Super Buddy and Inter-Trust Management Support
In order to successfully and efficiently improve performance a Foundation Trust ("the Receiving Trust") was seeking to 'buddy' with another Trust ("the Buddy Trust"); sharing its knowledge, experience and resources.
A buddying agreement was required in order to set out the assistance to be provided by the Buddy Trust and its obligations to support the Receiving Trust. The agreement also set out the obligations of the Receiving Trust and the oversight role of Monitor.
We drafted a buddying/interim management agreement with the following key features:
- Responsibility and accountability – it was necessary to be very clear that the board of the Receiving Trust remained solely and exclusively accountable and responsible for all aspects of the Receiving Trust's performance, and that no such accountability or responsibility rested with the Buddy Trust.
- Support workstreams – the agreement identified ten support workstreams and sought to map out the support to be provided within each, recognising that the precise details may change over the course of the agreement.
- Quality and cooperation – the agreement set out the standards to which the Buddy Trust would provide the support and the obligations incumbent on its staff, whilst also acknowledging that for the arrangement to be effective, the Buddy Trust would require cooperation from the Receiving Trust and access to its premises, personnel, data and other facilities. The agreement also set out clear arrangements for monitoring and reporting, including escalation provisions in the event of a major incident.
- Termination – in addition to standard termination clauses, the agreement provided for the Buddy Trust to terminate without notice, in certain circumstances, in the event that i) performance of the agreement impeded the effective discharge of its statutory obligations or compliance with its licence or constitution, ii) it was required to withdraw by a body with a legal right to do so, or iii) it identified circumstances that could lead to serious reputation damage.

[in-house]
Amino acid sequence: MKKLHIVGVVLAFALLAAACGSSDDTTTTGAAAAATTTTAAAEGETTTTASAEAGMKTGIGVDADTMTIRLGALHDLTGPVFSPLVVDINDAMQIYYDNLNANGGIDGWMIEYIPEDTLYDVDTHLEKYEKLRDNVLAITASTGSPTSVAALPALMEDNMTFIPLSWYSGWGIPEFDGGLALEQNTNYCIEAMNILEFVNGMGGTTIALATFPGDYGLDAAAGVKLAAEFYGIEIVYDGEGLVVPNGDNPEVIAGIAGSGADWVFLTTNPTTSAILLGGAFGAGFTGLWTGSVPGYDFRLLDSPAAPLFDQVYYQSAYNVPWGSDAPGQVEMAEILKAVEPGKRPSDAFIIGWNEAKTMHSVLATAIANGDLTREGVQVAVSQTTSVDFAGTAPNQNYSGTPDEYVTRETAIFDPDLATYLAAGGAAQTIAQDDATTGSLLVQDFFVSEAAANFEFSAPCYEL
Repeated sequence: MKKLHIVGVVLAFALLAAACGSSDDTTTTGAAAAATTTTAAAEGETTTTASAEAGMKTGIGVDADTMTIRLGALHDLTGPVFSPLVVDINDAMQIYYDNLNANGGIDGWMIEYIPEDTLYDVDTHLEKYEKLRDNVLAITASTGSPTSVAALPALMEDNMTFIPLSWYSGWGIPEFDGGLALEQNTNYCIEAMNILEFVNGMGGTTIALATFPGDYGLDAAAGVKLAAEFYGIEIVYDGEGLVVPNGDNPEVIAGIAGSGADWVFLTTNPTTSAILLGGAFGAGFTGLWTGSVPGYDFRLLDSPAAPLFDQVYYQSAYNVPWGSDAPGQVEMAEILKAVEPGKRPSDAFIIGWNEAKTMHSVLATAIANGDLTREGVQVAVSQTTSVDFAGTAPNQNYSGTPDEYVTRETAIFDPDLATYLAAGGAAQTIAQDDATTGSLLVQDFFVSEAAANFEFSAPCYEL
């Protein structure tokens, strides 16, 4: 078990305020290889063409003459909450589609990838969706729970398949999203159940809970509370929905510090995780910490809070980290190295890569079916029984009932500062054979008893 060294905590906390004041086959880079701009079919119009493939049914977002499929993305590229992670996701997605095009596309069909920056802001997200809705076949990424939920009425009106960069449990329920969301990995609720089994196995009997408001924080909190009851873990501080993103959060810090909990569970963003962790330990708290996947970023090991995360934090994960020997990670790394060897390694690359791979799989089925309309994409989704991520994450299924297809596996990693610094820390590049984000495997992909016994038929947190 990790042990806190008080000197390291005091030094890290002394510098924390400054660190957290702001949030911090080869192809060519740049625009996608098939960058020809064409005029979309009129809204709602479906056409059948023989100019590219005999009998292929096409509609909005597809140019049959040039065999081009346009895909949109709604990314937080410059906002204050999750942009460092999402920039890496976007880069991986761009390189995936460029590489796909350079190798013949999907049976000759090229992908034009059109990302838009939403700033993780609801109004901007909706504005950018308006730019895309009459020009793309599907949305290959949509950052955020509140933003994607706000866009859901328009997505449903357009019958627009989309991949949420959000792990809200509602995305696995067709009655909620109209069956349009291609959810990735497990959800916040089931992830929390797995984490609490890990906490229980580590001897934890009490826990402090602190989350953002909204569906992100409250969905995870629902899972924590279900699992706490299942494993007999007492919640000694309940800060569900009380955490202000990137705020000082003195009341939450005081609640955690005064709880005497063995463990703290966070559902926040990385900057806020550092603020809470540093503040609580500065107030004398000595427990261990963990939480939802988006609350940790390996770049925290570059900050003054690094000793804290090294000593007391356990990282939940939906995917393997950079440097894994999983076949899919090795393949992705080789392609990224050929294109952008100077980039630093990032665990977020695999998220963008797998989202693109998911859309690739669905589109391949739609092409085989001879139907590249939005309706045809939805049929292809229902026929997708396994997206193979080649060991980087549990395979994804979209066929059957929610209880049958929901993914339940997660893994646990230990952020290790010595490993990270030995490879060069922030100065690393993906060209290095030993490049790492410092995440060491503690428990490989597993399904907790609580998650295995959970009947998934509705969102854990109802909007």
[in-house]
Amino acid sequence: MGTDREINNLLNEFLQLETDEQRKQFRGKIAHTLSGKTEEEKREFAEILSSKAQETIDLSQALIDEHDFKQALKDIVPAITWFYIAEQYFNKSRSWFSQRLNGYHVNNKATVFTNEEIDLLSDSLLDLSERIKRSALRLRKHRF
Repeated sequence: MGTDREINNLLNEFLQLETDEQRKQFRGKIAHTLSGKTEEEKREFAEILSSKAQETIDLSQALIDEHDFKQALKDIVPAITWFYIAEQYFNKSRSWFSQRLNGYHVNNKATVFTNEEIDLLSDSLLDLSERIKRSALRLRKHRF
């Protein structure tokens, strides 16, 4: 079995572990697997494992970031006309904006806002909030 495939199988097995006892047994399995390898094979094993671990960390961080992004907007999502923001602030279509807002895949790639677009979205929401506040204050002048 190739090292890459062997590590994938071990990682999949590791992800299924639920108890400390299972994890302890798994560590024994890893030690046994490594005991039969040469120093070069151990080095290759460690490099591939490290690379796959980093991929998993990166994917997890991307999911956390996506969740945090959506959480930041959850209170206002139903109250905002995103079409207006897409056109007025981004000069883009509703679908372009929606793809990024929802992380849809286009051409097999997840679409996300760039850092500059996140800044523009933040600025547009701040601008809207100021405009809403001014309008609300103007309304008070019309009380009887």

Overcoming the challenges
It was particularly important to bear in mind the risk of shadow directorship and the restrictions on Foundation Trusts delegating their powers beyond a committee of their directors. We addressed these by expressly stating that i) the Buddy Trust did not have any executive function in relation to the Receiving Trust and was acting in an advisory capacity only, and ii) the board of the Receiving Trust retained all decision-making powers in respect of the Receiving Trust.
It was necessary to be clear as to how the Buddy relationship fits within the wider regulatory regime that the two Trusts are subject to. To do this, we ensured that the agreement stated that i) the funding for the support was made available by the Secretary of State to Monitor, who administered it on behalf of the Receiving Trust, ii) Monitor had oversight of the support provided by the Buddy Trust, and iii) nothing limited Monitor’s ability to take action against the Receiving Trust in respect of that Foundation Trust, or against the Buddy Trust in respect of that Foundation Trust.
Whilst the different support workstreams were largely known at the time of drafting, it was acknowledged that their precise content would change over the course of the agreement and the legal documentation needed to reflect this flexibility.
Funding was to be provided on the basis of support actually provided. However, for cash flow reasons, payments were made monthly in advance, based on the estimated support to be provided in that month. This required the agreement to set out a mechanism through which, each quarter, the actual support provided was compared with the estimated support and reconciliation payments made accordingly.
One of the main challenges was to determine who owned any intellectual property rights ("IPR") created as a result of the provision of the support. Both the Receiving Trust and the Buddy Trust had respectable claims for ownership of such IPR in different circumstances. It was therefore necessary to set this out clearly and include reciprocal licence provisions.